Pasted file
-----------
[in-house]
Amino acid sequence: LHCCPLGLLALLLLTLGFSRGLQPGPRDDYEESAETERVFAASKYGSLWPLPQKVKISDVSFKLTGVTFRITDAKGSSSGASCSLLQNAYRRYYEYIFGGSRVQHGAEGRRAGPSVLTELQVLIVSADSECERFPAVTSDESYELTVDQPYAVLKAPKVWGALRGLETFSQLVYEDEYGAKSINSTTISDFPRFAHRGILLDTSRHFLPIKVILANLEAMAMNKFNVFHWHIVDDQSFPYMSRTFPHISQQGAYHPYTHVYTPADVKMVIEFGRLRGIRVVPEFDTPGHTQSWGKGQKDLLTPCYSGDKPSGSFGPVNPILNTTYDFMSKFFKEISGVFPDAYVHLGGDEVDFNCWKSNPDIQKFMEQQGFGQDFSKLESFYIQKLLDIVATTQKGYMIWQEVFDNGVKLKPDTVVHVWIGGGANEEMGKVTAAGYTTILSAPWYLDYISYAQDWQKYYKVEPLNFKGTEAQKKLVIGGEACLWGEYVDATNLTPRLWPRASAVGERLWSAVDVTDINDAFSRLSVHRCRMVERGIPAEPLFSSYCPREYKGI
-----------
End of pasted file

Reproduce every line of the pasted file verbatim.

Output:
[in-house]
Amino acid sequence: LHCCPLGLLALLLLTLGFSRGLQPGPRDDYEESAETERVFAASKYGSLWPLPQKVKISDVSFKLTGVTFRITDAKGSSSGASCSLLQNAYRRYYEYIFGGSRVQHGAEGRRAGPSVLTELQVLIVSADSECERFPAVTSDESYELTVDQPYAVLKAPKVWGALRGLETFSQLVYEDEYGAKSINSTTISDFPRFAHRGILLDTSRHFLPIKVILANLEAMAMNKFNVFHWHIVDDQSFPYMSRTFPHISQQGAYHPYTHVYTPADVKMVIEFGRLRGIRVVPEFDTPGHTQSWGKGQKDLLTPCYSGDKPSGSFGPVNPILNTTYDFMSKFFKEISGVFPDAYVHLGGDEVDFNCWKSNPDIQKFMEQQGFGQDFSKLESFYIQKLLDIVATTQKGYMIWQEVFDNGVKLKPDTVVHVWIGGGANEEMGKVTAAGYTTILSAPWYLDYISYAQDWQKYYKVEPLNFKGTEAQKKLVIGGEACLWGEYVDATNLTPRLWPRASAVGERLWSAVDVTDINDAFSRLSVHRCRMVERGIPAEPLFSSYCPREYKGI